"But I found my great recording - the budapest qt on philips LP - 50s rec. Had all the qualities."

    You find the Orlando Quartet lacks refinement, in comparison to the Budapest Quartet? Having heard the Budapest play late Beethoven SQs in the 1950s, often "painfully out of tune & rhythmically out of sync", as critic James Leonard wrote, I would imagine it's the other way around. But I haven't heard their Mozart String Quintets from the 50s.

    I'd like to hear Alina Ibragimova & co. play KV 593 & the rest of the quintets too--are those recordings only available on DVD?

    Here's a You Tube post of Ibragimova & co. performing Mozart's String Quintet in C major KV 515 at the Delft Music Festival, which is a favorite of mine:

    It looks like we are going to have to disagree! I find Ibragmiovas sound lacks the projection of a high singing tone I think is necessary for this part.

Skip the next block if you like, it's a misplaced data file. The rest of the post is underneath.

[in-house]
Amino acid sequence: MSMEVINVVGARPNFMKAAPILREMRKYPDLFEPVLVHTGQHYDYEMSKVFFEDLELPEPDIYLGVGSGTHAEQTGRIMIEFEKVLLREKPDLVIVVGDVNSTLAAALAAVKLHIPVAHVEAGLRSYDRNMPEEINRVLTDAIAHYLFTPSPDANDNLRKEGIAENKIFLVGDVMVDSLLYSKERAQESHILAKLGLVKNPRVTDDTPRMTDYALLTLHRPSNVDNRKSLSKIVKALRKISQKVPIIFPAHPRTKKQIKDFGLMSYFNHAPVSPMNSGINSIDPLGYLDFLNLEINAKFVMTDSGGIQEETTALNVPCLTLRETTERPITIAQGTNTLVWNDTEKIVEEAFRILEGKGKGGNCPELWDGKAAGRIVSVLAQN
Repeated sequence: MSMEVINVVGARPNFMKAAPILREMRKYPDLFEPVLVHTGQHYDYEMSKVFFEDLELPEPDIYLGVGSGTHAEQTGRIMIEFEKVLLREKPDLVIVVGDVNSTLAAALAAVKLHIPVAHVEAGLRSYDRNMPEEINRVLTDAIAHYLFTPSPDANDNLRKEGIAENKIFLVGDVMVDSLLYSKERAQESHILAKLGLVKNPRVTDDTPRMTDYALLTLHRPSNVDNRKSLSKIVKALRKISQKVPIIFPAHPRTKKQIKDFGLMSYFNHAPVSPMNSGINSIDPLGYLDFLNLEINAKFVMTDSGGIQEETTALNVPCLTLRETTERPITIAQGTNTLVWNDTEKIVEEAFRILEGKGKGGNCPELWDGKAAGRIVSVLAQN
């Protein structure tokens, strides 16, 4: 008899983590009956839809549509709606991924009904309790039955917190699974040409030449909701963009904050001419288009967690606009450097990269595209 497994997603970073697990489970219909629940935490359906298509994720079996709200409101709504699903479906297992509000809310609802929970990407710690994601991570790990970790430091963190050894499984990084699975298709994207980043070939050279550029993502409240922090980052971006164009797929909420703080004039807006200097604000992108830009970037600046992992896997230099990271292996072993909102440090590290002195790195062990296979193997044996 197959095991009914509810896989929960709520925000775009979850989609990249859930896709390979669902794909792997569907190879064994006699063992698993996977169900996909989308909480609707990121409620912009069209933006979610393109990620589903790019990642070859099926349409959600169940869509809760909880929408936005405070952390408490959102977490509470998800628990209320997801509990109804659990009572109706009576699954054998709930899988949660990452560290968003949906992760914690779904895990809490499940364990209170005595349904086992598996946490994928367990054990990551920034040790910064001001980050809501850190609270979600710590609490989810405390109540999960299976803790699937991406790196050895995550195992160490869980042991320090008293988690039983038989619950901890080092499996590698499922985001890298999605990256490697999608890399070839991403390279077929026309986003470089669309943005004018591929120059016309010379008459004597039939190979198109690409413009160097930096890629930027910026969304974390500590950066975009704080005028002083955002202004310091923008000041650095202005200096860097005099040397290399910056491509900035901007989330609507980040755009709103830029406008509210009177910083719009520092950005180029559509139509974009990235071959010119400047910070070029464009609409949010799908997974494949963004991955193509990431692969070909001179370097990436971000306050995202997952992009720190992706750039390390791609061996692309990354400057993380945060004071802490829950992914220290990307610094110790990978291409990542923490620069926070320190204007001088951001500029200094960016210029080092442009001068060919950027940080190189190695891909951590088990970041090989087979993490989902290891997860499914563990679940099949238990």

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    My original set of the Mozart String Quintets was the Julliard SQ recordings made in 1967. I don't have the oiginal CDs but as far as I know the additional viola performer was Walter Trampler.

    I was not all that keen on some of those recordings as I thought the microphones were placed too close to the performers.

    Some two years ago I decided to acquire a further set and selected the Grumiaux Trio plus Arpad Gérecz (violin) & Max Lesueur (viola). This is better in my opinion, with a very clear sound and excellent performances. My favourite of the 6 string quintets is No 4, K 516, but K 593 (No 5) is good too.
    Last edited by Genoveva; Mar-10-2018 at 16:35.

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  9. #21
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    Quote Originally Posted by stomanek View Post
    It looks like we are going to have to disagree! I find Ibragmiovas sound lacks the projection of a high singing tone I think is necessary for this part.